Friday, August 24, 2018

Kremlin’s ‘Secret’ Agents Now Arrive in Germany Completely Openly, Eidman Says

Paul Goble

            Staunton, August 24 – During the Cold War, Western officials sometimes joked that “we send diplomats to the Soviet Union, and Moscow treats them like spies, while they send us spies and we treat them like diplomats.”  It was never quite that bad – in either direction -- in the past, but there are indications that it may be becoming exactly that now.

            Igor Eidman, a Russian sociologist who comments for Deutsche Welle and other outlets, points out that “present-day Stirlitzes to Germany don’t come under cover of night,” have elaborate cover stories or use false passports (

                Instead, the commentator says, they arrive completely openly if the case of Vladimir Yakunin, a Soviet and then Russian intelligence officer with 22 years in the business, was processed by the German embassy in Moscow and given the right to live and work in Germany quite openly.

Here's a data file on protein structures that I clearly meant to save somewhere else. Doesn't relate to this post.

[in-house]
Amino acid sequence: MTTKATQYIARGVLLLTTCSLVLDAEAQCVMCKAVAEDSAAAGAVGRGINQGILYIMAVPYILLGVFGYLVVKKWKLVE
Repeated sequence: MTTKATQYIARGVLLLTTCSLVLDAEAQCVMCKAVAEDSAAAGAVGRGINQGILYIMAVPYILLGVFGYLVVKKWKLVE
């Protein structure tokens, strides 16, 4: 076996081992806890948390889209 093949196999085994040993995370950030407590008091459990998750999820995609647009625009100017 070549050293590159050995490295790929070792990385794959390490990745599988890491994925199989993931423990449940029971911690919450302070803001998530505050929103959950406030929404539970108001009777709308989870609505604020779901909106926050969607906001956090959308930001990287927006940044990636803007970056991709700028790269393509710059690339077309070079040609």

It would be interesting to know “whether he wrote on his application: ‘The goal of the trip is work as a Russian spy and agent of influence in Berlin.’ But jokes aside, Yakunin’s move to Germany” in such an open way “is a warning sign,” Eidman says.

            Yakunin, completely legally, is going to lead one of the most important staffs of the hybrid war, that is, the Dialogue of Civilizations Research Institute,” an organization which “on the one hand supports the attacks of the ultra-right n democracy and, on the other, runs a network of agents of influence in the European political and business elite.”

            Putin would not have sent someone of that rank if the Kremlin leader weren’t planning for him to launch a major initiative, in this case, likely involving using Yakunin’s own money, acquired while he was head of Russian Rail not only to win a political reprieve from Moscow but also to corrupt European elites and to watch over the wealth Putin and his people have in Europe.

            Moreover, Eidman says, “it is completely probable that [Yakunin] will supervise the enormous investments of the Putin band in German business which gives it not only many millions in income but also serious political influence,” influence Moscow hopes to use to undermine European integration.

            “For this,” the commentator says, “new flows of dark funds and reliable people” who can keep track of them are requirements.  And consequently, Eidman concludes, “it was with this goal that Putin sent to Germany his old Chekist comrade in arms.”

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